When filing a construction lien in Florida, it is important that all information associated with the lien is filed accurately and honestly. Exaggerating the claim on a construction lien is a 3rd degree felony in the state of Florida. Felonies are serious charges which can result in a prison sentence in some cases. Even without conviction, you may still face fines, legal fees, and other consequences if you don’t file your construction lien claim accurately.

Florida law does not permit construction liens to include charges that are not approved. Examples of unapproved charges include unauthorized work orders, unperformed work, or similar claims for damages. Taking care to avoid mistakes is essential when filing claims as it may be difficult to differentiate between accidental mistakes and willful exaggeration or fraud. Lien claimants in the state of Florida should not add costs, lien-related fees, interest, or attorney fees to construction liens.  Florida construction lien laws only permit claimants to include the actual permanently improved value of the property.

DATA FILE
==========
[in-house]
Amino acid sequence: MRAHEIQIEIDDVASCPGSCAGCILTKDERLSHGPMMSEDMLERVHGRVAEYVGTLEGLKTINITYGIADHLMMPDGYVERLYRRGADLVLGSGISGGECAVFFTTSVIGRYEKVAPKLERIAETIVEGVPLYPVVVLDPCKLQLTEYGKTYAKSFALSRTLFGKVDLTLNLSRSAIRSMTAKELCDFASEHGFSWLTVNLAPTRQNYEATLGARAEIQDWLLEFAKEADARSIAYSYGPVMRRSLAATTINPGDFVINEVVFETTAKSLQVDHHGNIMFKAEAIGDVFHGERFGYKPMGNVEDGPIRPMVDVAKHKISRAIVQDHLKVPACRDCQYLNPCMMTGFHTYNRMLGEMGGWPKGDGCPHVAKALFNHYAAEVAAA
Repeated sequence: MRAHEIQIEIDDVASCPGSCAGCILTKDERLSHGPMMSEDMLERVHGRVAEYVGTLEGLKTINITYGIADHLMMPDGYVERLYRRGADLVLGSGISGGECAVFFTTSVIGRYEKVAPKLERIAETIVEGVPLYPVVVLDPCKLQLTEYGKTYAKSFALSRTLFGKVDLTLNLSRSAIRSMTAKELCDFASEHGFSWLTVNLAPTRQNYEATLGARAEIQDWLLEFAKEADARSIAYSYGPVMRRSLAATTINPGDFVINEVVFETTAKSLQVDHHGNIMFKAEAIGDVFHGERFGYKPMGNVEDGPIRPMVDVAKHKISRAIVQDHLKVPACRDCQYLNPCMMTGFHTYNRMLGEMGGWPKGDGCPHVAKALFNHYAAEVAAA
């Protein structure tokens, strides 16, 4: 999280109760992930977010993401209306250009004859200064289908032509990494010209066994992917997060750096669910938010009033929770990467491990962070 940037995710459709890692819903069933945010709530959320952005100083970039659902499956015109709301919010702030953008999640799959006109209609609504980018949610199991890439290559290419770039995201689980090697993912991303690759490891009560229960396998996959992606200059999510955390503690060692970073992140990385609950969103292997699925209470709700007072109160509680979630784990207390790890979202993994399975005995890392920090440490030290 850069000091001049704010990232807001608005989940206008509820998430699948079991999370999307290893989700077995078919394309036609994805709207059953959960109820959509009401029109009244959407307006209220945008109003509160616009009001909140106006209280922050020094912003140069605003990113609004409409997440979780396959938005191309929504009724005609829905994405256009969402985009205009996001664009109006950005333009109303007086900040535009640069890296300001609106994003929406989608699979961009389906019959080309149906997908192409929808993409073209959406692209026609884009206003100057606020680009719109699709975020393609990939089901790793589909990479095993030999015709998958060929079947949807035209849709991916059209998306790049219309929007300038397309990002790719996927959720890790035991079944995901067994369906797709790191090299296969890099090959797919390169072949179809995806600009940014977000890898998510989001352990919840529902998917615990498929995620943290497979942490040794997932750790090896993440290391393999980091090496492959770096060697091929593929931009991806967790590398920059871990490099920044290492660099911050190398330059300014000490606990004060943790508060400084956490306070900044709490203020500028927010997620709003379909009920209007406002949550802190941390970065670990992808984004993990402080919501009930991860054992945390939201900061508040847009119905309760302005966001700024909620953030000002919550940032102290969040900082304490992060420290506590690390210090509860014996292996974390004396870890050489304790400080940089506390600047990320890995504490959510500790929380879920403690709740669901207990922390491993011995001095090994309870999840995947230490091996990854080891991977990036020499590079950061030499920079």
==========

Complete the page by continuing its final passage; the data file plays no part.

5) Construction Liens in Florida Have Deadlines

Florida construction liens are only valid for a specific period of time. Filing liens accurately and in a timely manner is critical to securing their value. Generally, a Florida construction lien foreclosure is due within one year from the date the lien is recorded. After this period, the lien expires, unless a lawsuit has been filed to foreclose the property and the lien. Under certain exceptions, the one year timeframe for the lien may be shortened by the property owner to 60 or 20 days from the date of recording. These exceptions include:

  • When a property owner gives a notice of contest of lien, the foreclosure period may be reduced to 60 days.
  • If the owner or party of interest files a lawsuit or complaint, the county clerk may issue a summons which can reduce the foreclosure period to 20 days.

Other Helpful Information to Know About Florida Construction Liens:

  • Florida law requires all construction liens to be notarized in order to be valid.
  • Florida construction liens do not require a legal property description, but they should include a basic description of the property for identification purposes.
  • In the event of payment, a construction lien may be cancelled by the lienor through a release of lien form or a waiver.